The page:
This faux “workers’ holiday” on Monday is not a day for celebrating for American workers.
The official unemployment rate, just released Friday by the Bureau of Labor Statistics, showed unemployment in July to be 9.1%, which is exactly the same as the rate was in June, and which is an increase from the months in the spring. But that’s not even the real picture.
Worse than the official number of unemployed is the BLS’s official number of unemployed together with those who are part-time employed, usually in marginal low-paid jobs, but who want to work full-time. That figure hit 16.2% in July. Things are likely to get worse, though, because the BLS also reported at the same time that in August, no net new jobs were added in the U.S. — the first time the new jobs figure was zero since 1945.
But even that is only part of the story of the miserable economic situation facing American workers. The BLS doesn’t even count people who have stopped trying to find a job because they’ve tried for so long unsuccessfully that they have realized the effort is pointless. Many of these are people who are now staying home, perhaps helping to raise children. Many others have decided to retire earlier than planned (and earlier than they can afford to). Adding these people to the mix raises the unemployed rate to 17.7%
The Gallup polling organization, which uses a different methodology to count the unemployed, found the total of unemployed and under-employed in August to be 9.1 and 9.4 percent respectively, or a total of 18.5%. That is up 0.5% from 18.0 percent in Gallup’s July survey.
All of these numbers still don’t tell the real story, though, but a little math can help.
According to the Census bureau, The growing US population adds roughly 2 million new workers each year. That means that the public and private sector have to create a net new 150,000 jobs each month just to keep up with the number of new people entering the work force. In fact, though, we haven’t seen a month with 150,000 new jobs in years, and in fact, over the last decade the U.S. has lost a net 3.4 million jobs.
In all, if you add up the 14.6 million people officially counted as unemployed, the 5.9 million who have given up trying to find a job, and the 8.5 million who are working part-time involuntarily, that gives us 30 million people who are desperate.
Remember, there are 310 million Americans, but many of them are under 18 or are in college or the military, are too disabled to work, or are over 65 and are no longer in the labor force. So that means that actually there are only 153 million in the labor force, so the real unemployment rate is is 19.6 percent, or approximately one in five working-age Americans.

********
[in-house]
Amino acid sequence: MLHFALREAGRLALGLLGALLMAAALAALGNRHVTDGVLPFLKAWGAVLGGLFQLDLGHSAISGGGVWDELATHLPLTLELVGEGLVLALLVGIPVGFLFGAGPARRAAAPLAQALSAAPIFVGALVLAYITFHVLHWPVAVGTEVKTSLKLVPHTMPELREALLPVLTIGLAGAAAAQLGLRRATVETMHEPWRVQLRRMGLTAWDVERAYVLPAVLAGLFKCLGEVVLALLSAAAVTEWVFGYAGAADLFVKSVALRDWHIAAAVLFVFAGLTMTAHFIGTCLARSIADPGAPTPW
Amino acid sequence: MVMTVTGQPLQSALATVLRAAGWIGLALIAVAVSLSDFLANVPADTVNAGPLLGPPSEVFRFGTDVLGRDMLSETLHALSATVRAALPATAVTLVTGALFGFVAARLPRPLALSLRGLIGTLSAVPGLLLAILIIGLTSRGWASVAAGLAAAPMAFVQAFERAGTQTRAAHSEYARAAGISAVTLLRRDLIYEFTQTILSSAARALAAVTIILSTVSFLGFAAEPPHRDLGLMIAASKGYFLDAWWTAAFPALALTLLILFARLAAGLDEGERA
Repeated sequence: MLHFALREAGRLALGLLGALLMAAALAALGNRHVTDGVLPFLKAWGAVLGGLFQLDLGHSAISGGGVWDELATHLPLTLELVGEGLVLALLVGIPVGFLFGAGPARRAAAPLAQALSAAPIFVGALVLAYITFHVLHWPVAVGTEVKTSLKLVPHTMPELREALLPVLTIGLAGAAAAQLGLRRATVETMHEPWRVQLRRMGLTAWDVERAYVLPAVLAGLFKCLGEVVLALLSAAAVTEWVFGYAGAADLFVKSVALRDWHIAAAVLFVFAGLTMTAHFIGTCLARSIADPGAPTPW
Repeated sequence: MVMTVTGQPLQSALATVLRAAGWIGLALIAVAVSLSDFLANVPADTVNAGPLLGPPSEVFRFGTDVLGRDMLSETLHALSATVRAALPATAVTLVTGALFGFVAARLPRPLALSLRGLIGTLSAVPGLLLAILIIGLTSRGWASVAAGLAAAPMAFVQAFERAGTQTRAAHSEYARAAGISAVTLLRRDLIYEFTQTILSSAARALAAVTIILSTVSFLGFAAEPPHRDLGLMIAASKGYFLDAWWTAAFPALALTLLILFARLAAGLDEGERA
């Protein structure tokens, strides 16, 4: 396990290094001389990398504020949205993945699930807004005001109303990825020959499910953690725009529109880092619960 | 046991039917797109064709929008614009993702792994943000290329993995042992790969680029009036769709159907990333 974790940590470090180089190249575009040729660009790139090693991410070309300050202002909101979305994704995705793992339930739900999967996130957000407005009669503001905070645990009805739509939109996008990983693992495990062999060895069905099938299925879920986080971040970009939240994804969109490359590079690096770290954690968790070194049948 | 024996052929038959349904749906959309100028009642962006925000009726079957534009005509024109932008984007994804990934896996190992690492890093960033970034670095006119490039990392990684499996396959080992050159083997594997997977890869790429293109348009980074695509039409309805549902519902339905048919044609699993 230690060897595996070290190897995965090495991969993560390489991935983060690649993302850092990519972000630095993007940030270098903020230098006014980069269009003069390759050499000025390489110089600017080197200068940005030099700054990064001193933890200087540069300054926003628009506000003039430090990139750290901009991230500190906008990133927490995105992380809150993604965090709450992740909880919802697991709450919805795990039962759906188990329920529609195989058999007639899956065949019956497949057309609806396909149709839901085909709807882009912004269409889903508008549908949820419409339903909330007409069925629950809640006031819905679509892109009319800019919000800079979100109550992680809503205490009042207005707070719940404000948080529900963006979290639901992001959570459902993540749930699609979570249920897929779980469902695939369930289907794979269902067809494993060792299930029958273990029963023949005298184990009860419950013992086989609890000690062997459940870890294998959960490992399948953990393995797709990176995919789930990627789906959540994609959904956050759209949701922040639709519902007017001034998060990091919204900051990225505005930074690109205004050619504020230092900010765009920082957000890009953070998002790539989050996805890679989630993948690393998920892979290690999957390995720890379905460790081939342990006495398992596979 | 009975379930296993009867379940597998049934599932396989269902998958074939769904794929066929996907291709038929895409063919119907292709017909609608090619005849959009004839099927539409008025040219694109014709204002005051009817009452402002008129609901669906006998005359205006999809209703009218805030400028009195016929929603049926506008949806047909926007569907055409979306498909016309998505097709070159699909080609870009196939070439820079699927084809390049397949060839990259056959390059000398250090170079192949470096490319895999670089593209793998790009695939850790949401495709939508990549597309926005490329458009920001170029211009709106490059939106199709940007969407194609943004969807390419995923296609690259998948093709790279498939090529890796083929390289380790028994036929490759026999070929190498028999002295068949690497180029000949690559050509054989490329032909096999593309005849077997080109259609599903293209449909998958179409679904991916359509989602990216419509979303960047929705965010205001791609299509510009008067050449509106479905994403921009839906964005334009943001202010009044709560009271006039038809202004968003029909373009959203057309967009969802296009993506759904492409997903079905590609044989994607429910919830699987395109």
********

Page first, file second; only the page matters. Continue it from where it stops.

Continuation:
No wonder that Gallup also found that 30 percent of Americans say that they are worried about becoming unemployed themselves. Remember, those worried people are folks who are still working, so they’re on top of the 20 percent who don’t have to worry about losing jobs because they are already out of work.
In other words, 50 percent of us are either out of work or worried about becoming jobless.
Meanwhile, those who are still working, according to the BLS, are getting shorter hours or are having their pay cut, so that those who are working are bringing home smaller paychecks.
This is the true picture facing the American people this Labor Day.
Now hold that picture up to the sorry reality of what our politicians, Republican and Democratic, are doing in Washington and in the various state capitals, which is cutting jobs, and cutting budgets.
Over the last several weeks, I have tried to go out with friends or family to one of the local restaurants we have long enjoyed on those occasional times when we choose to eat out. One day, when a friend came in from Europe, I tried three that I liked — two Mexican restaurants and one Afghan restaurant. All had been closed down over the past two weeks! Another place, a popular salad restaurant, had closed two weeks earlier. Then late last night, when I went out with my wife after we’d both had a very busy workday, we found a long-established diner that we liked also closed down. That’s five of our favorite spots gone in one month’s time. We found another diner, but found ourselves, at 9:30 in the evening on a Friday night, the only ones at a table.
Something is clearly happening here. What all these folded restaurants had in common is that they were not pretentious. They were basic purveyors of good food at reasonable prices — somewhere in the $9-12 per meal range. And if you think about it, that is exactly the kind of restaurant that ordinary working class Americans patronize — people who can’t afford luxuries, and who eat out occasionally when they have to or when they want to take an evening off.
When times are hard, these people, and I include myself among them, don’t eat out as often, which would explain why all these little businesses are suddenly closed.
You can’t have a workforce under this kind of stress and hope keep the economy going .
And all those people who own and/or work in these little businesses that are folding join the burgeoning army of the unemployed.
Clearly this is no time for picnics and parades. This Labor Day should be a time for protests for radical speeches and for militant organizing of that army!